Charley Parson’s (centre) anti-tank crew at Bakri (AWM 011309)
This photograph (AWM 011309) is said to show Charley Parsons and his gun crew, the same three men shown in the previous photograph. To the left, at the rear of the gunners, is a group of men. One of these, to the far left of the photograph, appears to be an officer. To the lower left of the photograph appears to be the rear end of a tracked vehicle, probably a Bren carrier. A soldier stands to the rear of the gunners. The film ends with a short scene showing pierced armour plating.
As the Japanese tanks had been put out of action, a positive mood swept through the Battalion'. [Lack et al (2005), 84]
From around 0830 hours, the Japanese again attacked the forward C Company, and it was discovered that Japanese snipers had infiltrated the area during the night. [Brune, 2014]
While these events were taking place, the 2/19th Battalion was moving from Yong Peng with Maxwell and Colonel Thyer, Bennett’s senior staff officer. The Battalion arrived at the 45th Indian Brigade HQ at the 99.5 mile peg at around 0930 hours. Anderson reported to Brigade HQ at 0945 hours, adding that 'owing to a breakdown of comms [communications] the tactical position was not very clear'. [2/19th Battalion War Diary]
Despite ongoing attacks on the C and B front companies, Lt Col Robertson was probably sufficiently confident (or needed) to head off, riding as pilion on a motorbike driven by Sgt Syd Baulkham, to Brigade HQ at the 99.5 mile peg for a conference with Brigadier Duncan and Lt Col Anderson, arriving in that location at 1000 hours. [Lack et al (2005), 84]
At 1000 hours the 2/19th Battalion War Diary noted that Lt Col Robertson arrived at Brigade HQ for a conference attended by Brigadier Duncan, Colonel Thyer, and Lt Col Anderson. Lt Col Robertson reported enemy movement to his south west, and asked that A Company, located at the Bakri crossroads since the previous evening, be relieved. This was agreed to by Brigadier Duncan - as soon as the 2/19th Battalion was in a position to do so. Duncan also decided that the 2/29th Battalion would wait for the Jats to arrive so a counter attack could be mounted. [2/19th Battalion War Diary. Lack et al (2005), 84]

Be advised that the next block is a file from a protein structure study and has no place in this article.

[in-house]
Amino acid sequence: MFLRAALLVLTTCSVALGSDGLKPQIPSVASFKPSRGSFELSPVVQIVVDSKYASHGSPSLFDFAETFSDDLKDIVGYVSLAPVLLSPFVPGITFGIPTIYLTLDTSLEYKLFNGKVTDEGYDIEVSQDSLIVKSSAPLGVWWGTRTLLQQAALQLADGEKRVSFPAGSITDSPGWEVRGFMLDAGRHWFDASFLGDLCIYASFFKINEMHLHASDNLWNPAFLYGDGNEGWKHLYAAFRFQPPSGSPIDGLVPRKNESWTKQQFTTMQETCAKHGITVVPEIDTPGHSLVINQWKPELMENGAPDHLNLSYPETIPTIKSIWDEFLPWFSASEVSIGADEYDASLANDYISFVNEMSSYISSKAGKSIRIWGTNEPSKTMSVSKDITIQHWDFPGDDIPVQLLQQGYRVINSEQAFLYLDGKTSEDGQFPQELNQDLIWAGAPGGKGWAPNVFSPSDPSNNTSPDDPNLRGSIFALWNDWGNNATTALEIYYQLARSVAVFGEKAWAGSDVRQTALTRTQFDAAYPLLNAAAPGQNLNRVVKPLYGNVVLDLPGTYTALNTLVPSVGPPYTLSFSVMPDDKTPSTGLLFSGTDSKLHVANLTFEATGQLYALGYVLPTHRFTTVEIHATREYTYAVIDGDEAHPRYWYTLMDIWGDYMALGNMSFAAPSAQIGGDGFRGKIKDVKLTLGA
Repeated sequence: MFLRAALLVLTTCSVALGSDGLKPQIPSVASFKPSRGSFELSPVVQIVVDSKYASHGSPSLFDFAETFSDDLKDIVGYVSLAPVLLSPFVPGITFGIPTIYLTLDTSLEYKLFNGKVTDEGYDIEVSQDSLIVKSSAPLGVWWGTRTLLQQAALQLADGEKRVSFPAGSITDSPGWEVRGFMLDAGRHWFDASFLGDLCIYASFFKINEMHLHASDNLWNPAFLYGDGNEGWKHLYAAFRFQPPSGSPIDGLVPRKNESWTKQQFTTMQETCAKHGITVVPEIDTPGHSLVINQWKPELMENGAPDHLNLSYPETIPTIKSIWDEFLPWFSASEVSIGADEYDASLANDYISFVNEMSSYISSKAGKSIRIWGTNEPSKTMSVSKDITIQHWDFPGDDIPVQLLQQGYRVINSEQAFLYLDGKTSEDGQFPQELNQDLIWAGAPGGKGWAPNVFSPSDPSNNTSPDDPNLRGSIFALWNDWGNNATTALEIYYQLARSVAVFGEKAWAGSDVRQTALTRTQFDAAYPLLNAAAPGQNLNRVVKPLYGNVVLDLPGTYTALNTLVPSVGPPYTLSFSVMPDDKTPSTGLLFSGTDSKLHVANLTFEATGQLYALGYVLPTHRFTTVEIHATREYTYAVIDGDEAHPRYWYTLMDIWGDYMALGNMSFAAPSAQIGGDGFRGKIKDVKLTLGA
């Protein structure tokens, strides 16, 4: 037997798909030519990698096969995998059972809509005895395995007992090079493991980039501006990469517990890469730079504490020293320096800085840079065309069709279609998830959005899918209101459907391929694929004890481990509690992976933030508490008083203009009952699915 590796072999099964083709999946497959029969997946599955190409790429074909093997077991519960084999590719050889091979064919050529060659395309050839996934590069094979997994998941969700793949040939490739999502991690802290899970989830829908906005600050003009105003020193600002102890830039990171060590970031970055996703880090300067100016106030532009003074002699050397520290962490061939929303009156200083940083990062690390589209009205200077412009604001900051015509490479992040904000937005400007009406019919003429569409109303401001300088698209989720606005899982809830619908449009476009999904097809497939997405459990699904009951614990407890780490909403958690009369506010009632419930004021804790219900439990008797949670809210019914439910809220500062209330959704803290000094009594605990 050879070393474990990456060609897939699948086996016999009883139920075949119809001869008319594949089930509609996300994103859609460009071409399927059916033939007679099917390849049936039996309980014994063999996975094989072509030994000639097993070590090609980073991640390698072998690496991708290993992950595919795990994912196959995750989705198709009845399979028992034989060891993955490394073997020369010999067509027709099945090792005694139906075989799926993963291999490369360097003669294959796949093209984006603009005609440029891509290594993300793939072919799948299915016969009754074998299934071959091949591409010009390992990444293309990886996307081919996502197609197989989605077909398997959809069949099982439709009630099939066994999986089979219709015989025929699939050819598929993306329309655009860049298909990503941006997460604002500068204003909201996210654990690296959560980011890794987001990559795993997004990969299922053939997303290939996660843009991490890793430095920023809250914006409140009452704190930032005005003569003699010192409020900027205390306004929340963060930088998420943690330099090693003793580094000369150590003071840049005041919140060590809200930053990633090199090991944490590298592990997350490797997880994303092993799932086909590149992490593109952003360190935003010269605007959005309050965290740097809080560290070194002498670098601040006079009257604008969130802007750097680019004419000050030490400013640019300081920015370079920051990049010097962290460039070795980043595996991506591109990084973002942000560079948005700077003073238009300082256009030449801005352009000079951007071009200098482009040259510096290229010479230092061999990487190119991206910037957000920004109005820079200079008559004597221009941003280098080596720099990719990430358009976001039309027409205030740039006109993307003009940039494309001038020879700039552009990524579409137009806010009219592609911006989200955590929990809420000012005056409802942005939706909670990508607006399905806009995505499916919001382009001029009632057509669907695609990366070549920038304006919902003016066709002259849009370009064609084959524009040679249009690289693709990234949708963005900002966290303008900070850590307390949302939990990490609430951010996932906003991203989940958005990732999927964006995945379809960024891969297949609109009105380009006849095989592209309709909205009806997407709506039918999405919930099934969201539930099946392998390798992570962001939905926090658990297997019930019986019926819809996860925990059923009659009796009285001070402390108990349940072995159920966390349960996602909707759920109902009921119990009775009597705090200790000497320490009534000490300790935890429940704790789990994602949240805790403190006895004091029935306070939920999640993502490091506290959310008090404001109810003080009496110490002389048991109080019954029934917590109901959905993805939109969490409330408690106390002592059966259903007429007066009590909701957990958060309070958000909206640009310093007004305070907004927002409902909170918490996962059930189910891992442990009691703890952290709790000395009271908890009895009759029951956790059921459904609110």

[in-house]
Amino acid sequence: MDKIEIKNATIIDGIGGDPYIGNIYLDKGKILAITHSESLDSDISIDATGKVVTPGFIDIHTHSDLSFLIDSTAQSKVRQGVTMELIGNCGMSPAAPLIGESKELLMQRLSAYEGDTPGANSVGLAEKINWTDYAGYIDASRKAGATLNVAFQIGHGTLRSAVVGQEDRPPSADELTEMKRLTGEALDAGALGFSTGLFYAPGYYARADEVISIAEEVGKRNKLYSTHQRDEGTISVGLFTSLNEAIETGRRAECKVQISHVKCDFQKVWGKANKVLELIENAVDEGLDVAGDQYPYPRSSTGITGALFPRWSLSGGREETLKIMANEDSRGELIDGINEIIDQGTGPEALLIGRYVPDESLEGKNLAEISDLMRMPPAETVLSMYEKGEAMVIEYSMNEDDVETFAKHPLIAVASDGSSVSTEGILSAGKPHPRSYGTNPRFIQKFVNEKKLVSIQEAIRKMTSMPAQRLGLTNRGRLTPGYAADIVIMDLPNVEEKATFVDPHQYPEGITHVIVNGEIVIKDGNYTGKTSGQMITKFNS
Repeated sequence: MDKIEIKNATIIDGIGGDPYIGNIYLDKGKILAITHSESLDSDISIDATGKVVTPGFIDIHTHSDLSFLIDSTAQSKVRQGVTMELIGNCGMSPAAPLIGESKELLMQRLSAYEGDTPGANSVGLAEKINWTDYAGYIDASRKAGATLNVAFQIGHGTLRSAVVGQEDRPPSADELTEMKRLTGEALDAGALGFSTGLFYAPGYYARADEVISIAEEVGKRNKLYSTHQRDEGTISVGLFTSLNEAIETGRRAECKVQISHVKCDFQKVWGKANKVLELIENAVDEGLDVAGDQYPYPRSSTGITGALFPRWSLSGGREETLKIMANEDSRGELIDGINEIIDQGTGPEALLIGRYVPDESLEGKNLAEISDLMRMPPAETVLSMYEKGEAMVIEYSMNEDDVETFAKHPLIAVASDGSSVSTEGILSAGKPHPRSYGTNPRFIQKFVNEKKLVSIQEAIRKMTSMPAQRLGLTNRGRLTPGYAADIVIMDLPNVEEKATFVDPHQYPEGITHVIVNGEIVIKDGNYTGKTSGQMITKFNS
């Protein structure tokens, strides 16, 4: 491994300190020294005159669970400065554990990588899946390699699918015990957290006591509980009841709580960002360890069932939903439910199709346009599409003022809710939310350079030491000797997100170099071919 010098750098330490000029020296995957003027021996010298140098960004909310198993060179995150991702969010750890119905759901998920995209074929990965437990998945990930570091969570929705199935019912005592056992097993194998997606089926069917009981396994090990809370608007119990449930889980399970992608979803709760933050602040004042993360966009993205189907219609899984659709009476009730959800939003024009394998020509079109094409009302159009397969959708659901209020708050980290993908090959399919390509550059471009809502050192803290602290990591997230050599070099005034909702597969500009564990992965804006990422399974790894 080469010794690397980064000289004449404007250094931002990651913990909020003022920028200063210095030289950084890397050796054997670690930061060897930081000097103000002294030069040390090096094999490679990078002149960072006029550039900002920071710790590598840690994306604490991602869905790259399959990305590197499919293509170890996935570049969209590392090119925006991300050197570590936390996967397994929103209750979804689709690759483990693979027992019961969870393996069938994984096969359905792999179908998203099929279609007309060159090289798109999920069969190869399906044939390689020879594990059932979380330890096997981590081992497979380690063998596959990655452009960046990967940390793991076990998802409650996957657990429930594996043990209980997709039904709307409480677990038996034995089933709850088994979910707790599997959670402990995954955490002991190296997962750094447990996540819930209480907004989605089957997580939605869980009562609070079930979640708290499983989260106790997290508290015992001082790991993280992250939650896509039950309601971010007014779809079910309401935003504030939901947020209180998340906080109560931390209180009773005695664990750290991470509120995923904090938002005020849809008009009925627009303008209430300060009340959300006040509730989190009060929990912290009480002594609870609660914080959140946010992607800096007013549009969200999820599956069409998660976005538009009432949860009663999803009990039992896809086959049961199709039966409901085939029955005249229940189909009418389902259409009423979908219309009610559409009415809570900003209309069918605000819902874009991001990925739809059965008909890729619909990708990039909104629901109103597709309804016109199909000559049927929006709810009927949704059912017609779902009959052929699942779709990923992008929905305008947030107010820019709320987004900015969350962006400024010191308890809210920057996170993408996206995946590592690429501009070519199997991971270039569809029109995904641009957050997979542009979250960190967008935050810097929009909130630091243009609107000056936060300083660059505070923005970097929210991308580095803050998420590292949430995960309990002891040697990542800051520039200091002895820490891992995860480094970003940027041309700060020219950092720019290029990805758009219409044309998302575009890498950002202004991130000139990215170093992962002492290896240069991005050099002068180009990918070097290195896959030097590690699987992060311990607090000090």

Around the time that Lt Col Robertson left for the conference at Brigade HQ, Japanese machine gun fire was again directed at the Battalion. The War Diary noted that, at 0945 hours, 'one carrier went forward to silence M.Gs [machine guns] but on jamming Vickers was forced to withdraw, further attempts [word not clear, possibly 'both'] (A) & C Comps patrolled well forward and were in contact with the enemy force estimated to be 2 Bns [Battalions]'. [2/29th Battalion War Diary]
Quoting Bagnall and Metcalfe, a news article in Australian newspapers reported the same event a few days later:
They had just secured photographs when about 10 o'clock light fire announced the infiltration of a Japanese platoon. Our troops replied with mortar, rifle, and machine-gun fire on the Japanese position, only to find the Japanese fire coming from other directions, including steady sniping from trees.
The Japanese were said to be 'in trees and must have come up during darkness. Engaged with S.A. [small arms] fire and later with 3” mortars'. [Sydney Morning Herald, 21 January 1942, 6]
The Battalion War Diary recorded the presence of a road block at 1000 hours between the 2/29th position at the 101 mile peg and the Bakri crossroads:
Recce patrol detailed contact Bde HQ - forced back at rd block approx 500x E Bn HQ. [2/29th Battalion War Diary]
Communications with Brigade HQ south of the crossroads were probably cut at around this time. Soon after 1000 hours, Japanese infantry, including 'a couple of hundred' troops on bicycles, advanced towards B and C Companies with machine gunners in front. Captain Bowring later wrote that 'every man of the left [C] company was pinned down, although there were not too many casualties among them'. Dozens of Japanese were reportedly killed in this attack. According to Bowring, 'these machine gunners were fearless, taking tremendous risks to reach favourable positions'. [Bowring (1954), 2 - 3. Lack et al (2005), 84]
After the conference at Brigade HQ, and possibly unaware of the road block between that location and the 101 mile peg as communications had been cut, Lt Col Robertson returned to his Battalion riding as a pillion passenger on a motorbike driven by Dispatch Rider Sergeant Syd Bauckham. Travelling past a blind bend in the road they were shot at by a platoon of Japanese troops that had infiltrated between the two Battalions. Lt Col Robertson fell off the back of the motorbike within 100 or 200 yards of Battalion HQ. Bauckham made it back to the Battalion, with one arm wounded, and 'a strained smile on his face'. [2/29th Battalion War Diary. Christie (1983), 66. Harrison (1966), 50. Geelong Advertiser, 21 January 1942]
Although unconfirmed, this photograph (taken by the same photographer at Bakri) appears to show Captain Brand attending to a wounded 2/29th soldier; the motorbike in the background lends credence to the possibility that this could be Sgt Bauckham (AWM 011308)